Improved bacteria detection by coupling magneto-immunocapture and amperometry at flow-channel microband electrodes
Publication: Research - peer-review › Journal article – Annual report year: 2011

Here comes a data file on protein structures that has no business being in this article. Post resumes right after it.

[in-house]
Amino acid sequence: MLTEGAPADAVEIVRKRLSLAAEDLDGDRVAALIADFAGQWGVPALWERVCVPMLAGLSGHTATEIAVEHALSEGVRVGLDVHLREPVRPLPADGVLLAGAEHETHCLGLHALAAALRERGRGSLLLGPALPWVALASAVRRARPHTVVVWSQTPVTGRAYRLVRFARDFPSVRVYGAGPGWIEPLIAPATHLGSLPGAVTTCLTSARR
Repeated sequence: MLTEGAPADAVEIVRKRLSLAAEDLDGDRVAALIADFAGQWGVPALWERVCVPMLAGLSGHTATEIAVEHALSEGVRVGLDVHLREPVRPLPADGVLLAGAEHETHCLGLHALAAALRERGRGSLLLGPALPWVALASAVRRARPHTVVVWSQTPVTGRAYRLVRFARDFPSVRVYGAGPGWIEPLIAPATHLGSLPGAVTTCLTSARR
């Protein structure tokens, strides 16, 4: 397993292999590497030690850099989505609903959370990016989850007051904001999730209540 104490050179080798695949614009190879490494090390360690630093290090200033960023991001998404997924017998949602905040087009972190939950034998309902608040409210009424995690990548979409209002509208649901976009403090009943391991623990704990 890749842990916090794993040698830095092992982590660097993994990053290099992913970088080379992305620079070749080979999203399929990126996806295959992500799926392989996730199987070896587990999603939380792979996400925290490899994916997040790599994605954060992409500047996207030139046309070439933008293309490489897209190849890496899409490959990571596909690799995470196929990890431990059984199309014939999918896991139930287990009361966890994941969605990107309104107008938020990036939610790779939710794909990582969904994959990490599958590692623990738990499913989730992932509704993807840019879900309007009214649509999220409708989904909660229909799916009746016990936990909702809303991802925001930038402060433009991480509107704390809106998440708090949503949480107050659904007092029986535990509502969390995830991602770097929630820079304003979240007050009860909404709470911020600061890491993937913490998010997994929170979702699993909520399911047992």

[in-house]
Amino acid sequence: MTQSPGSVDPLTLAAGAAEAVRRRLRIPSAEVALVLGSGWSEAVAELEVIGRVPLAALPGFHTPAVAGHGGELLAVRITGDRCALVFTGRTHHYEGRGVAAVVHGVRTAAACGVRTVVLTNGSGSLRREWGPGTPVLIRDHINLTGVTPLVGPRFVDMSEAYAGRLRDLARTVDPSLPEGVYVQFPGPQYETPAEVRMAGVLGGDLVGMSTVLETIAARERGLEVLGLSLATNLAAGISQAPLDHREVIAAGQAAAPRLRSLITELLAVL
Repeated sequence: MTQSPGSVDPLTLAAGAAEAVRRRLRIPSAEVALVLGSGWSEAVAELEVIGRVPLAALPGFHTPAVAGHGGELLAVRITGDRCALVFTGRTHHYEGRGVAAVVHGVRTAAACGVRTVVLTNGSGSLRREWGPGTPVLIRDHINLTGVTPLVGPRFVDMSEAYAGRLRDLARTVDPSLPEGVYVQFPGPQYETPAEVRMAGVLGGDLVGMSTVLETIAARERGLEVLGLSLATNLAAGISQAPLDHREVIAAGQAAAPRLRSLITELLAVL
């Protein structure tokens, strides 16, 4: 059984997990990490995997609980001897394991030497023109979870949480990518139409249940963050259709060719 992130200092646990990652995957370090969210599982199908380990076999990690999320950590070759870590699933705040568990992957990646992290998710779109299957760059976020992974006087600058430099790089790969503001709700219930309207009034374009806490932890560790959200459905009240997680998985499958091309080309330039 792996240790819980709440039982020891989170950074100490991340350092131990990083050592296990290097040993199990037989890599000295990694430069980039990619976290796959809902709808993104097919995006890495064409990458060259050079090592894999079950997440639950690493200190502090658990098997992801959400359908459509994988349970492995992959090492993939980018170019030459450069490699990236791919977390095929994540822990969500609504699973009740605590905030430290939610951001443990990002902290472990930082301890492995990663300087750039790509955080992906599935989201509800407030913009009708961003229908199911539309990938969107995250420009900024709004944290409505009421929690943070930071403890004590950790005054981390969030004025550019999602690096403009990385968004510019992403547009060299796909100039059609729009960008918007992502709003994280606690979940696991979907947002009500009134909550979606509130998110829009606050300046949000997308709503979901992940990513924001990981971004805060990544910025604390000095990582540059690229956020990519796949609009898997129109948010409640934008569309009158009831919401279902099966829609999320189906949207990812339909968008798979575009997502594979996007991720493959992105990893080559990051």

This paper describes the first immunosensing system reported for the detection of bacteria combining immunomagnetic capture and amperometric detection in a one-step sandwich format, and in a microfluidic environment. Detection is based on the electrochemical monitoring of the activity of horseradish peroxidase (HRP), an enzyme label, through its catalysis of hydrogen peroxide (H2O2) in the presence of the mediator hydroquinone (HQ). The enzymatic reaction takes place in an incubation micro-chamber where the magnetic particles (MPs) are confined, upstream from the working electrode. The enzyme product is then pumped along a microchannel, where it is amperometrically detected by a set of microelectrodes. This design avoids direct contact of the biocomponents with the electrode, which lowers the risk of electrode fouling. The whole assay can be completed in 1h. The experiments performed with Escherichia coli evidenced a linear response for concentrations ranging 102–108cellml−1, with a limit of detection of 55cellsml−1 in PBS, without pre-enrichment steps. Furthermore, 100cellsml−1 could be detected in milk, and with negligible interference by non-target bacteria such as Pseudomonas.
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